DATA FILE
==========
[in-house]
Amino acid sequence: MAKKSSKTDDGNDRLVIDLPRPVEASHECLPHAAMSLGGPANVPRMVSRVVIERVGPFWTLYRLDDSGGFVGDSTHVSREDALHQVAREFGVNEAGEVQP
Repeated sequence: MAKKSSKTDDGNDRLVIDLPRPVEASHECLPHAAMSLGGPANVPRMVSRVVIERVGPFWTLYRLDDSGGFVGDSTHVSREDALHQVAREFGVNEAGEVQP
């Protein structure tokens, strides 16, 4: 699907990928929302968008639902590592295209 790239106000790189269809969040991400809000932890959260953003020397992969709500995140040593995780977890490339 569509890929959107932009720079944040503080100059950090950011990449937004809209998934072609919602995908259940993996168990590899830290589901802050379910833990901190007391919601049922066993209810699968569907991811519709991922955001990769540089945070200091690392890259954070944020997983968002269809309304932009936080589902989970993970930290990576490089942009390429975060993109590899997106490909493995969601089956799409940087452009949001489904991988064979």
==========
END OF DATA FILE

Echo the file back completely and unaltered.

[in-house]
Amino acid sequence: MAKKSSKTDDGNDRLVIDLPRPVEASHECLPHAAMSLGGPANVPRMVSRVVIERVGPFWTLYRLDDSGGFVGDSTHVSREDALHQVAREFGVNEAGEVQP
Repeated sequence: MAKKSSKTDDGNDRLVIDLPRPVEASHECLPHAAMSLGGPANVPRMVSRVVIERVGPFWTLYRLDDSGGFVGDSTHVSREDALHQVAREFGVNEAGEVQP
């Protein structure tokens, strides 16, 4: 699907990928929302968008639902590592295209 790239106000790189269809969040991400809000932890959260953003020397992969709500995140040593995780977890490339 569509890929959107932009720079944040503080100059950090950011990449937004809209998934072609919602995908259940993996168990590899830290589901802050379910833990901190007391919601049922066993209810699968569907991811519709991922955001990769540089945070200091690392890259954070944020997983968002269809309304932009936080589902989970993970930290990576490089942009390429975060993109590899997106490909493995969601089956799409940087452009949001489904991988064979």